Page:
Published on July 23rd, 2015 | by Curtis Mayfield
Self/less – Film Review
Reviewed by Curtis Mayfield M-H on July 10th 2015
Roadshow Films presents a film by Tarsem Singh
Written by David Pastor & Álex Pastor
Produced by Ram Bergman, Peter Schlessel & James D. Stern
Starring: Ryan Reynolds, Ben Kingsley, Mathew Goode, Natalie Martinez, Derek Luke & Victor Garber.
Music by Dudu Aram & Antônio Pinto
Cinematography: Brendan Galvin
Edited by Robert Duffy
Running Time: 116 Minutes
Release Date: July 23rd 2015
Oh Ryan Reynolds, you cheeky hunky bastard. Though you’re a handsome Tinseltown leading man, your acting rocket ship still hasn’t quite landed in the Hollywood heavens just yet. But nobody can blame you for not trying. You reached for gold with Green Lantern but fell short of the comic book movie glory you were promised. Reynolds has also dabbled in becoming an action star with roles in Safe House and R.I.P.D. which had him acting opposite legends Denzel Washington and Jeff Bridges respectively. Now comes Self/less, a thriller with some heart, a solid cast and an interesting enough plot for Reynolds to get stuck into it.
The story starts with a terminally ill billionaire named Damian who’s played amazingly (of course) by Ben Kingsley. His cartoonish American accent is so much fun to listen to it’s a shame we don’t get to hear it throughout the movie since he dies off early. This is no spoiler as his character lives on but in a different actor. Damian knows the end is coming and has things left to do on this planet. In order to live on forever, he takes a chance on hiring the services of a mysterious organisation that claims they can transfer a person’s mind from one body to another. The business is called ‘shedding’ and is managed by the suave and calculated Albright (Mathew Goode). Damian is skeptical at first but after things pan out he is given the ultimate gift of having an older, wiser mind inside a youthful body, then presto, happy times all around. This is when Reynolds takes over playing Damian. He goes out clubbing, drinking, and screwing anything with a pulse. Great! A wealthy white cutthroat businessman is given immortality! Hooray. But after sometime things become a little less fun and little more sinister. Damian begins to experience hallucinations that seem more like memories than anything else. He discovers that his host body wasn’t made in a lab and that bodies are taken, not grown. The memories he’s experiencing belong to a family man who had fallen on hard times and sold his body to Albright. Damian searches for this family and finds a very confused Madeline (Natalie Martinez) who thought she lost her husband to a tragic accident. From this point the action takes over and the plot becomes a little uneven.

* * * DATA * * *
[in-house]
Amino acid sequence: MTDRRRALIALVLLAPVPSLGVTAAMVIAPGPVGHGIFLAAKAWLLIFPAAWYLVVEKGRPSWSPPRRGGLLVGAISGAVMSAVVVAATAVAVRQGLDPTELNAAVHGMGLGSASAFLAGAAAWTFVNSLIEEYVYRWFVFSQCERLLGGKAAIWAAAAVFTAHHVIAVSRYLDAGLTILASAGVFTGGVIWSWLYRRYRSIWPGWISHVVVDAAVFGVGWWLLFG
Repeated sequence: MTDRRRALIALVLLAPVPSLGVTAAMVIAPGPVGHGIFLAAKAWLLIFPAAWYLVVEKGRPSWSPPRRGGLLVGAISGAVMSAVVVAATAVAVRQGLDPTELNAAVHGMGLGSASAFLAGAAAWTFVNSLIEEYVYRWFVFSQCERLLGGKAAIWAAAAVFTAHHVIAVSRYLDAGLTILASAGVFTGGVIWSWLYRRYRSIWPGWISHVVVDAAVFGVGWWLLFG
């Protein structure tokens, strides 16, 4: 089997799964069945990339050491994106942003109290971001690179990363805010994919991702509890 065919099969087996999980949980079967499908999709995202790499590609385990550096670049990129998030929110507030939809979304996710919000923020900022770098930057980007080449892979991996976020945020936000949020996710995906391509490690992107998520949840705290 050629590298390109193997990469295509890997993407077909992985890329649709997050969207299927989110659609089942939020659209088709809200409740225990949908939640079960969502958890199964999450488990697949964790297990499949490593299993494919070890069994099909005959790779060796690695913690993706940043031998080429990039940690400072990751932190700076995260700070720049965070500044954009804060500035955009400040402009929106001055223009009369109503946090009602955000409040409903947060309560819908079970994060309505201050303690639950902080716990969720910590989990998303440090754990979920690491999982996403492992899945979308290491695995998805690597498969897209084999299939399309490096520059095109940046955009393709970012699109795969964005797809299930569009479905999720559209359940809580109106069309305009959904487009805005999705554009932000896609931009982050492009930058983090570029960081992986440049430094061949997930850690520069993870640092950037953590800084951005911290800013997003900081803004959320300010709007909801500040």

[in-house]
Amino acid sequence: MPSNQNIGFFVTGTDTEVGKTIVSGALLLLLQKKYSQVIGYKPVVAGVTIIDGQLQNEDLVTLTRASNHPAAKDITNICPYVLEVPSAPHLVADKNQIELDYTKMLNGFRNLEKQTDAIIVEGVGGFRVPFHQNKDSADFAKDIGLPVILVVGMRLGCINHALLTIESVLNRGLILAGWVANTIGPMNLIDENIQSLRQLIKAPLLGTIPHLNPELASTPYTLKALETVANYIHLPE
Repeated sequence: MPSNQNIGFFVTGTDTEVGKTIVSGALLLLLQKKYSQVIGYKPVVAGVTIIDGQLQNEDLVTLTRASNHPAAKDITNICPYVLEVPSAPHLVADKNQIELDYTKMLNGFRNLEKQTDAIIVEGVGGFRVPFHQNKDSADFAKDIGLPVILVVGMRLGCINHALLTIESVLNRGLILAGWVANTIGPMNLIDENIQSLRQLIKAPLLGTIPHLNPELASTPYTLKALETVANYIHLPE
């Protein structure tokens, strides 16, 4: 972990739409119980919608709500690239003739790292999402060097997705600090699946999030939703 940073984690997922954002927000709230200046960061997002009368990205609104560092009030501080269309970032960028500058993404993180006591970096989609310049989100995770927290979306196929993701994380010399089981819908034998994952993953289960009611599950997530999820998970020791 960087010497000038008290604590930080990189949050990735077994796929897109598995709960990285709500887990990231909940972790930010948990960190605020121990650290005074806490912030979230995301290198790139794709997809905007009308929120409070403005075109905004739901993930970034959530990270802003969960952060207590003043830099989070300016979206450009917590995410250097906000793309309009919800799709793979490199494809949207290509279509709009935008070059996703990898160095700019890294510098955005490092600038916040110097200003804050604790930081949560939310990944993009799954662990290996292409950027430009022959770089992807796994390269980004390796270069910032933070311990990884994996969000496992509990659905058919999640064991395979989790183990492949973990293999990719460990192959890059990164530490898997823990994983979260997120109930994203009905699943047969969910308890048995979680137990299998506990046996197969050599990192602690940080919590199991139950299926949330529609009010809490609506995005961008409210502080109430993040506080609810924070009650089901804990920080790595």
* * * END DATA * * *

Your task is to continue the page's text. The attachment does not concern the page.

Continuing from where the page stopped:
Cinematographer Brendan Galvin really hits his stride by giving the film a look that consists of both grimy and sleek elements that meld nicely. The camera is often showing us the pleasing surroundings the characters are situated in. Whether it’s a literal gold plated room with amazing chandeliers or a New Orleans nightclub, the scene is wonderful to look at. Reynolds (38) does a good job of portraying a man who has lived many decades and feels a need for redemption. The third act of the plot turns away from the existential concerns that the movie began with and turns into a half warmed up Bourne plot. Reynolds trades in his normal charismatic self for a more refined and stripped down role to match the intensity that Kingsely laid downed in the first part of the film. Director Tarsem Singh delivers a film that’s about second chances and questions whether the pursuit of life’s goals like wealth and power mean anything since death won’t let you take any of that with you. It’s just that a stylishly shot film with an acceptable plot doesn’t make for a sci-fi/action classic. Self/less won’t rate high on many lists for 2015 but is ample enough for audiences looking for a movie to tire them over until more summer blockbusters come in from the States. Even though no idea is original at least this one isn’t based of a comic book, isn’t a gritty reboot and has a little more going for it than just the action.
Summary: Self/less won’t rate high on many lists for 2015 but is ample enough for audiences looking for a movie to tire them over until more summer blockbusters come in from the States.